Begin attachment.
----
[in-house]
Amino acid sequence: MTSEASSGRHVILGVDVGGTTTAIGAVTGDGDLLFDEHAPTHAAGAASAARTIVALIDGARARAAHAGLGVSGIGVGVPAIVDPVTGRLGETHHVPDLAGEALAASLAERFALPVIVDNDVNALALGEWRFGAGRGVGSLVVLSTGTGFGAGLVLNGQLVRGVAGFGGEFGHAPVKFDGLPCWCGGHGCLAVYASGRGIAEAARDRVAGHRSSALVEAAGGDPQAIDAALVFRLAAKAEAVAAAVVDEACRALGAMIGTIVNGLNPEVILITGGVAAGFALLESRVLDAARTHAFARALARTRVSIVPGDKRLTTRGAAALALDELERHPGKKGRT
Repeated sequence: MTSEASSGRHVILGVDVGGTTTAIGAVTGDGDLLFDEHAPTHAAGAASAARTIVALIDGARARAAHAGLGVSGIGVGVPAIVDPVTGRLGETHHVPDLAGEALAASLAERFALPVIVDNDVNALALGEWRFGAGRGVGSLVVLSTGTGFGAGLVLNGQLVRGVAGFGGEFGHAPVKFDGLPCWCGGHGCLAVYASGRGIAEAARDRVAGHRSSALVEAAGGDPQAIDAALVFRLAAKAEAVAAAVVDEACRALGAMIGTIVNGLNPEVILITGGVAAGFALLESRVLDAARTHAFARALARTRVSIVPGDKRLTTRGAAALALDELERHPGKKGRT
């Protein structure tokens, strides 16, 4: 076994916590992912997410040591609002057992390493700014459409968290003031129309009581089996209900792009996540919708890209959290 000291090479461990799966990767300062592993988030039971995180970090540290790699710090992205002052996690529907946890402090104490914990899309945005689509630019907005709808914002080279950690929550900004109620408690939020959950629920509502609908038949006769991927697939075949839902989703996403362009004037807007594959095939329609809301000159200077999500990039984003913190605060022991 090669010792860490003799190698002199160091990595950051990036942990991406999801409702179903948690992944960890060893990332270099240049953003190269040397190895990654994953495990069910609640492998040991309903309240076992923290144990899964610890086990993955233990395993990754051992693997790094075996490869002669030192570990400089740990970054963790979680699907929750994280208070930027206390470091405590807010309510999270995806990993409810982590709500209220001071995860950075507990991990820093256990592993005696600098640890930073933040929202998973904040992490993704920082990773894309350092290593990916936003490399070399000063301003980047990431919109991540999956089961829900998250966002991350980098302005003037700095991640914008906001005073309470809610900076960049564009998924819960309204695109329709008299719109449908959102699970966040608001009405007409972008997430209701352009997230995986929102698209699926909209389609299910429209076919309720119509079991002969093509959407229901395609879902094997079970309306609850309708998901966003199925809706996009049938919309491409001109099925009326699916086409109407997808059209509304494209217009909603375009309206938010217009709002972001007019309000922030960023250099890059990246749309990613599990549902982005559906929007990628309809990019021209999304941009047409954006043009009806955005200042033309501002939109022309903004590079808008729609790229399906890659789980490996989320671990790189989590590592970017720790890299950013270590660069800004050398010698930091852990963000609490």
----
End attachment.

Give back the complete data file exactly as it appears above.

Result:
[in-house]
Amino acid sequence: MTSEASSGRHVILGVDVGGTTTAIGAVTGDGDLLFDEHAPTHAAGAASAARTIVALIDGARARAAHAGLGVSGIGVGVPAIVDPVTGRLGETHHVPDLAGEALAASLAERFALPVIVDNDVNALALGEWRFGAGRGVGSLVVLSTGTGFGAGLVLNGQLVRGVAGFGGEFGHAPVKFDGLPCWCGGHGCLAVYASGRGIAEAARDRVAGHRSSALVEAAGGDPQAIDAALVFRLAAKAEAVAAAVVDEACRALGAMIGTIVNGLNPEVILITGGVAAGFALLESRVLDAARTHAFARALARTRVSIVPGDKRLTTRGAAALALDELERHPGKKGRT
Repeated sequence: MTSEASSGRHVILGVDVGGTTTAIGAVTGDGDLLFDEHAPTHAAGAASAARTIVALIDGARARAAHAGLGVSGIGVGVPAIVDPVTGRLGETHHVPDLAGEALAASLAERFALPVIVDNDVNALALGEWRFGAGRGVGSLVVLSTGTGFGAGLVLNGQLVRGVAGFGGEFGHAPVKFDGLPCWCGGHGCLAVYASGRGIAEAARDRVAGHRSSALVEAAGGDPQAIDAALVFRLAAKAEAVAAAVVDEACRALGAMIGTIVNGLNPEVILITGGVAAGFALLESRVLDAARTHAFARALARTRVSIVPGDKRLTTRGAAALALDELERHPGKKGRT
């Protein structure tokens, strides 16, 4: 076994916590992912997410040591609002057992390493700014459409968290003031129309009581089996209900792009996540919708890209959290 000291090479461990799966990767300062592993988030039971995180970090540290790699710090992205002052996690529907946890402090104490914990899309945005689509630019907005709808914002080279950690929550900004109620408690939020959950629920509502609908038949006769991927697939075949839902989703996403362009004037807007594959095939329609809301000159200077999500990039984003913190605060022991 090669010792860490003799190698002199160091990595950051990036942990991406999801409702179903948690992944960890060893990332270099240049953003190269040397190895990654994953495990069910609640492998040991309903309240076992923290144990899964610890086990993955233990395993990754051992693997790094075996490869002669030192570990400089740990970054963790979680699907929750994280208070930027206390470091405590807010309510999270995806990993409810982590709500209220001071995860950075507990991990820093256990592993005696600098640890930073933040929202998973904040992490993704920082990773894309350092290593990916936003490399070399000063301003980047990431919109991540999956089961829900998250966002991350980098302005003037700095991640914008906001005073309470809610900076960049564009998924819960309204695109329709008299719109449908959102699970966040608001009405007409972008997430209701352009997230995986929102698209699926909209389609299910429209076919309720119509079991002969093509959407229901395609879902094997079970309306609850309708998901966003199925809706996009049938919309491409001109099925009326699916086409109407997808059209509304494209217009909603375009309206938010217009709002972001007019309000922030960023250099890059990246749309990613599990549902982005559906929007990628309809990019021209999304941009047409954006043009009806955005200042033309501002939109022309903004590079808008729609790229399906890659789980490996989320671990790189989590590592970017720790890299950013270590660069800004050398010698930091852990963000609490």